In vitro Effect of the Combination of Aztreonam and Amoxicillin/Clavulanic Acid Against Carbapenem-Resistant Gram-Negative Organisms Producing Metallo-β-Lactamase
Authors Xu Q, Fu Y, Ji J, Du X, Yu Y
Received 15 December 2020
Accepted for publication 4 February 2021
Published 3 March 2021 Volume 2021:14 Pages 833—839
Checked for plagiarism Yes
Review by Single anonymous peer review
Peer reviewer comments 2
Editor who approved publication: Professor Suresh Antony
Qian Xu,1,2,* Ying Fu,3,* Jingshu Ji,3 Xiaoxing Du,1,2 Yunsong Yu1,2
1Department of Infectious Diseases, Sir Run Run Shaw Hospital, School of Medicine, Zhejiang University, Hangzhou, Zhejiang Province, 310016, People’s Republic of China; 2Key Laboratory of Microbial Technology and Bioinformatics of Zhejiang Province, Hangzhou, Zhejiang Province, 310016, People’s Republic of China; 3Department of Clinical Laboratory, Sir Run Run Shaw Hospital, School of Medicine, Zhejiang University, Hangzhou, Zhejiang Province, 310016, People’s Republic of China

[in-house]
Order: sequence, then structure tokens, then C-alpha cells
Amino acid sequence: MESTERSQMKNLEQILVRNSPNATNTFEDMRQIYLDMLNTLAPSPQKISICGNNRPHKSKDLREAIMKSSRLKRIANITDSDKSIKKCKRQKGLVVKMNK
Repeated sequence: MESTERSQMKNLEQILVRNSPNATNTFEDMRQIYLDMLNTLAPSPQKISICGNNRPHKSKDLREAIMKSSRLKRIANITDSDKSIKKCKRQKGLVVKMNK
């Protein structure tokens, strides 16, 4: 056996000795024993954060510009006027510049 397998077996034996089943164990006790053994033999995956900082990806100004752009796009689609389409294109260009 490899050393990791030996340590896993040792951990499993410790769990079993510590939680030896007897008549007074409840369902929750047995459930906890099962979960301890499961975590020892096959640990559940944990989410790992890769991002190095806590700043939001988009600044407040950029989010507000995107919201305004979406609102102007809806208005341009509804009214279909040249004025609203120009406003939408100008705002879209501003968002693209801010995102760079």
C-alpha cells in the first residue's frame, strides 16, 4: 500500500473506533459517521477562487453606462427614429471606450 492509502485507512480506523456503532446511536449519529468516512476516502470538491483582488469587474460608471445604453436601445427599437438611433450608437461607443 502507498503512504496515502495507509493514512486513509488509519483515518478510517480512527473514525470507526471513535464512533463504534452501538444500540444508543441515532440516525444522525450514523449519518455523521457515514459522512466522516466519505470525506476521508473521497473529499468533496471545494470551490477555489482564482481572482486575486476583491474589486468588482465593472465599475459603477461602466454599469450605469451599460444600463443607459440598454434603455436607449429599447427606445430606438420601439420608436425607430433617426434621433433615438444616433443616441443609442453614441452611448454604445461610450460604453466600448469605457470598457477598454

*These authors contributed equally to this work
Correspondence: Yunsong Yu Qingchun East Road No. 3, Hangzhou City, Zhejiang Province, 310016, People’s Republic of China
Email [email protected]
Introduction: Antibiotics for treating infectious diseases caused by carbapenem-resistant Gram-negative pathogens (CR-GNOs) are very limited in clinical practice. We aim to provide supportive evidence by revealing the combined effect of aztreonam (ATM) and amoxicillin/clavulanic acid (AMC) against GNOs with carbapenem resistance mediated by metallo-β-lactamase (MBL).
Methods: All isolates were identified by the VITEK system and EDTA inhibitory assays. PCR followed by sequencing was conducted to confirm the genotypes of MBL and extended spectrum β-lactamase (ESBL). Time kill assay was performed to clarify the bactericidal effect of drug combination.